Winter insects and spiders

by Karen Schik

Warm winter days are a great time to see tiny creatures wandering atop the snowpack. With early January 2020 days in the balmy mid-30's, a close look revealed more than you might expect!

Recently, I've been seeing the occasional winter crane fly (pictured above). Like their summer relatives, they're fairly weak flyers and seem to stumble around on the snow. Unlike their warm-season cousins, however, winter crane flies are quite small — less than a half-inch long. Crane fly species seen in the summer are quite large, about an inch long, and look a bit like giant mosquitos.

Some species of winter crane flies overwinter as adults, hanging out in crevices of tree bark or other protected areas. When temperatures rise they can become active, but they're not necessarily "doing" anything more than enjoying a warm day! The adults apparently do not eat (though there is some uncertainty about that) and mating season happens in the spring.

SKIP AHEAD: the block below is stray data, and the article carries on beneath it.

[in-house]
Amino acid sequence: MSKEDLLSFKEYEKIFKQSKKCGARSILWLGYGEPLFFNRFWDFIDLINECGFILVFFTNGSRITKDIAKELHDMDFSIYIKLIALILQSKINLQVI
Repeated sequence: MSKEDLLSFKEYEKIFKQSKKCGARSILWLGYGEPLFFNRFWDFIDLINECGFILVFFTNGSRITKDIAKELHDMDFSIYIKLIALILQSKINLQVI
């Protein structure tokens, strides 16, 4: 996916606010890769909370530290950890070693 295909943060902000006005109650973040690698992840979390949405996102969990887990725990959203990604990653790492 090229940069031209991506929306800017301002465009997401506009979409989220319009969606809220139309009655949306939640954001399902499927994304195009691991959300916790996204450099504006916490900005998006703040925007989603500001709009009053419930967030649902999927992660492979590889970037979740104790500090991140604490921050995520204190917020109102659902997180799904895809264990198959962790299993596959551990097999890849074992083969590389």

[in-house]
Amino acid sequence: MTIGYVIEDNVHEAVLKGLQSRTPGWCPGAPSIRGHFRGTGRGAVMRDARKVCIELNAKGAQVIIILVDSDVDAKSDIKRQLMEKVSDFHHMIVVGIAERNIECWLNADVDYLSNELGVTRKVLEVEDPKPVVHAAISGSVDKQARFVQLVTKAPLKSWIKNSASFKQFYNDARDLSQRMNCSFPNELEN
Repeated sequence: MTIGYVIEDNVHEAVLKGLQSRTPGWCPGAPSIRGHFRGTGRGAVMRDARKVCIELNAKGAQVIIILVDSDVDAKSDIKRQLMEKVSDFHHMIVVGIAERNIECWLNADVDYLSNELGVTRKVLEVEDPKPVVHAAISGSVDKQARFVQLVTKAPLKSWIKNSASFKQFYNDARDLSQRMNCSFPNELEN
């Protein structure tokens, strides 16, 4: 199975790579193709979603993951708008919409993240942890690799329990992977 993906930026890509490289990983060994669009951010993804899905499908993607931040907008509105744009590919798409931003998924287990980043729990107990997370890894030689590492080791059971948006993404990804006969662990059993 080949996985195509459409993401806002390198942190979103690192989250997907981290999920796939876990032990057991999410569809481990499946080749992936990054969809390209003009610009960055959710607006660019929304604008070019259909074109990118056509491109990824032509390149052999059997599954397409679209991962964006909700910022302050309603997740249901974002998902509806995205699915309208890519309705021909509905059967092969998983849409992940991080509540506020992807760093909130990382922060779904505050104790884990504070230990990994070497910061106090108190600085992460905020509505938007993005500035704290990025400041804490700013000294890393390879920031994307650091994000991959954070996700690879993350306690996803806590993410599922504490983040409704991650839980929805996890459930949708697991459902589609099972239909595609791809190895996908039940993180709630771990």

Another common snow critter is the snow flea or springtail.

They tend to be fairly common and easy to find, but they are teeny. Look for tiny black specks that hop around if you put a finger near them. Fun fact: Springtails feed on microscopic algae within the snow.

Various species of winter spiders can also be seen crawling the snow surface on warm days, emerging from their winter home in the leaf litter. Check out this one recently found in St. Paul! 

Black winter spider against white snow

Thanks to Sheila Kennedy and her daughter, who found this spider in St Paul, Jan 4, 2020!
 

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